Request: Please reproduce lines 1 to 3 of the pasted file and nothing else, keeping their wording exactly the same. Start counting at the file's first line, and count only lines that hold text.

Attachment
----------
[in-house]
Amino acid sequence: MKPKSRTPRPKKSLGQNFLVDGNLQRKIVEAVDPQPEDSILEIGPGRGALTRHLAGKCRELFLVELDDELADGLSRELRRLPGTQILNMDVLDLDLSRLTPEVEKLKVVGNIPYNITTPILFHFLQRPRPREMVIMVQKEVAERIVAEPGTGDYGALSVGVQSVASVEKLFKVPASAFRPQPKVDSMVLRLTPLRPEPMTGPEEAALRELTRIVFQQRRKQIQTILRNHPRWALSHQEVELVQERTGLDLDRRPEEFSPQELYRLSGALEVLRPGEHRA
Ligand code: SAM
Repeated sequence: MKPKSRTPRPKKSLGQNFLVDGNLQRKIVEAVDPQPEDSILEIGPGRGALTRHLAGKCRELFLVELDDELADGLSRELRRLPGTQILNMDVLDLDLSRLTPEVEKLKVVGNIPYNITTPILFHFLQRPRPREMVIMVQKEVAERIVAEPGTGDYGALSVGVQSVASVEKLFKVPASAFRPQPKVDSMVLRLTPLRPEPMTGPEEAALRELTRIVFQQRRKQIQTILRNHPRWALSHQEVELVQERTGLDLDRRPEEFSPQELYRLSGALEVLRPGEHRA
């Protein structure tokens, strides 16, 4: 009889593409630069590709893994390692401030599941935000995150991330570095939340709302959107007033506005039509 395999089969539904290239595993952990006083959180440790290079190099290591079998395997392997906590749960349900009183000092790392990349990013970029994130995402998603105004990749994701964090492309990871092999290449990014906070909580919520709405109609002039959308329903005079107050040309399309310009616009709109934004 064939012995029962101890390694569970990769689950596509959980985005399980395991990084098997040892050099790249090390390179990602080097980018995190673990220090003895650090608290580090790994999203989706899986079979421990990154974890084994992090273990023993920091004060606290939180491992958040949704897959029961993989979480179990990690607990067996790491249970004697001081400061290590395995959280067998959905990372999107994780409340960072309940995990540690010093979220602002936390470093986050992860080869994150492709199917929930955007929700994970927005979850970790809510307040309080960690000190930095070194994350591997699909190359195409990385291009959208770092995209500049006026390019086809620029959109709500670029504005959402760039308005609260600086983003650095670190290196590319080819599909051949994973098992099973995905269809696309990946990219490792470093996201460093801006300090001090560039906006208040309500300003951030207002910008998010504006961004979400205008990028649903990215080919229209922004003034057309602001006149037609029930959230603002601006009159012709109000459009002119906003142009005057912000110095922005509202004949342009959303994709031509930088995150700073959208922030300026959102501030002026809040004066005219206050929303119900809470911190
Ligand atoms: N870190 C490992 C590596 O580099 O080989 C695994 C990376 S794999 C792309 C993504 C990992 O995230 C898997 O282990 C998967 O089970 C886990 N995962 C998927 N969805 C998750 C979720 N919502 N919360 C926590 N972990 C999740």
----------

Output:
[in-house]
Amino acid sequence: MKPKSRTPRPKKSLGQNFLVDGNLQRKIVEAVDPQPEDSILEIGPGRGALTRHLAGKCRELFLVELDDELADGLSRELRRLPGTQILNMDVLDLDLSRLTPEVEKLKVVGNIPYNITTPILFHFLQRPRPREMVIMVQKEVAERIVAEPGTGDYGALSVGVQSVASVEKLFKVPASAFRPQPKVDSMVLRLTPLRPEPMTGPEEAALRELTRIVFQQRRKQIQTILRNHPRWALSHQEVELVQERTGLDLDRRPEEFSPQELYRLSGALEVLRPGEHRA
Ligand code: SAM